Array size stops code without warning

Dear Arduino-Community,

I have the issue that when creating an array with "just" 200+ elements, code execution stops when trying to save or load a value into that array.

What might be wrong here?

Unsigned int Arr0[400];
Void setup(){
 Serial.begin(1200);
}
Void loop(){
Arr0[0] = 3;
Serial.print("a");
}

What happens it that when i have 200 as size it works, but if i add a bit more to the size the execution stops (serial print doesnt start).
The compiler doesnt make a warning.

What might be wrong here?

You posted code that hasn't a hope in hell of compiling.

You need to do some research on how much memory your Arduino has.

Except for the stupid capitals (probably a side effect of using a tablet or cell phone), your code compiles and runs fine on an Uno. I have nearly 14000 'a' on my screen :smiley:

Please make an effort to post proper code, even when using a cell phone or tablet. I do so, so you can do it as well.

Its an arduino pro mini 168 - at least that is what is labeled on my chinese 1$ board.

Here again compileable:
As soon as i change the size to 400 it stops running.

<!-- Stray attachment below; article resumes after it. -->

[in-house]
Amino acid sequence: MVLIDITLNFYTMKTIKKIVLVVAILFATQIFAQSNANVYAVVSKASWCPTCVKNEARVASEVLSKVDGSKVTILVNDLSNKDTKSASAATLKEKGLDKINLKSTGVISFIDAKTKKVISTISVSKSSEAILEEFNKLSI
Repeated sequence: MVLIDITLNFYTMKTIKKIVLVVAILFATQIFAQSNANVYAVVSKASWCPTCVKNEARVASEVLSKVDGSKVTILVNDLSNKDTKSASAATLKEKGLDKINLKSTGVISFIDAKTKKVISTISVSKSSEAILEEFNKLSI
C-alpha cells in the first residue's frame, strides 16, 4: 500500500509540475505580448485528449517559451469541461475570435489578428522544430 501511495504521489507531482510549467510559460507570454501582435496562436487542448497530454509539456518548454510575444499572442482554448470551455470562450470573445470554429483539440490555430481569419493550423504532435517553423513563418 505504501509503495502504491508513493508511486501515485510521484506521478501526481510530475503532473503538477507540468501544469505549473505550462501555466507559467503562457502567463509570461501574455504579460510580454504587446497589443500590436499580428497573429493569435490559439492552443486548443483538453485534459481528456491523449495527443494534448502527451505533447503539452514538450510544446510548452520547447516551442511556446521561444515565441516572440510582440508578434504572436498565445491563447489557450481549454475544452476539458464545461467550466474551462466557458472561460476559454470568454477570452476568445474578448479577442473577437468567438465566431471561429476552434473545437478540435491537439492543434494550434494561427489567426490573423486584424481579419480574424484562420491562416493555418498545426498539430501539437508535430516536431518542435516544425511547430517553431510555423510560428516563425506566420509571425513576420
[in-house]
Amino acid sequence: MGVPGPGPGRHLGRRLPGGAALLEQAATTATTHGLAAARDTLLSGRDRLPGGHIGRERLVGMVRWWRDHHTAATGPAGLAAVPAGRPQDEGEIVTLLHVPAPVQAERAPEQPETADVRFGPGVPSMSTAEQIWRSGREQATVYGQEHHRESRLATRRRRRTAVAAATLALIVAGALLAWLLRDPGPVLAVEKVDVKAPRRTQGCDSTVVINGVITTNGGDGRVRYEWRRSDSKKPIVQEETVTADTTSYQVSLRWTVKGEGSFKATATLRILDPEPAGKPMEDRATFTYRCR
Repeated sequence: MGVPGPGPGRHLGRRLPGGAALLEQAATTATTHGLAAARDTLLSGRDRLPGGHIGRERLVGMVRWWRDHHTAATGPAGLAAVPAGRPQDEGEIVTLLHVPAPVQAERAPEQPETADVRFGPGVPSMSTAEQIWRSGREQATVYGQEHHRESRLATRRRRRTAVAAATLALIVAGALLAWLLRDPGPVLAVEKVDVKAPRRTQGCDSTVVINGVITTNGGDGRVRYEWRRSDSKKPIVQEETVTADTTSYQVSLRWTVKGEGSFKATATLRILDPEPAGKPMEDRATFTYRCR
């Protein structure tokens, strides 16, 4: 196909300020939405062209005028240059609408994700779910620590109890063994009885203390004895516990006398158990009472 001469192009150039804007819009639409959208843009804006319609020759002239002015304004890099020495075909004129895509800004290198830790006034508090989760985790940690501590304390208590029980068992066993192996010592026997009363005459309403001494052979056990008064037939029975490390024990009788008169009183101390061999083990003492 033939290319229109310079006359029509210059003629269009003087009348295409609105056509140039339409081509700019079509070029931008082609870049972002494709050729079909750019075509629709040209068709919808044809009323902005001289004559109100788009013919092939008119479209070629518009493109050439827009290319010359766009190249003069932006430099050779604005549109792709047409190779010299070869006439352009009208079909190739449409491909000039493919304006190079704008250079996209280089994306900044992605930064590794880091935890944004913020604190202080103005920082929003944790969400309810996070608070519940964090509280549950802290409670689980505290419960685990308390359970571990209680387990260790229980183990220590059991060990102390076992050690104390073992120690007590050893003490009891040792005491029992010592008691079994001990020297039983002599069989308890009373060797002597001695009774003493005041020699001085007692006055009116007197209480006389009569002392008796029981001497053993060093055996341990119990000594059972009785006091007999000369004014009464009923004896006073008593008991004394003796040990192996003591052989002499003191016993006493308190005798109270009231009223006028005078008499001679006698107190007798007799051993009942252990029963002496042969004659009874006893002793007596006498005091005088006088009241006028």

If someone else has an arduino pro mini 168, having the same limitation? 200 is pretty small, cant believe that this is normal xD

unsigned int arr0[200];
void setup(){
 Serial.begin(1200);
}
void loop(){
 arr0[0] = 3;
 Serial.print("a");
}

I have the issue that when creating an array with "just" 200+ elements,

Except your code shows "just" 400 elements, which is 800 bytes out of 1024 on a 168.

AWOL:
Except your code shows "just" 400 elements, which is 800 bytes out of 1024 on a 168.

Oh i see than thats really it (ehm and sorry for not taking note of the datasheet).
Strange that the compiler doesnt give a message.

Thank you and also the other comments before. :slight_smile:

Strange that the compiler doesnt give a message.

The compiler doesn't necessarily know how much memory is available.

jremington:
The compiler doesn't necessarily know how much memory is available.

Not only that, but it can't tell how much the stack will grow when the code is running, so it can't produce an accurate value, anyway.

The later versions of the IDE DO show, at compile time, how much memory is being used.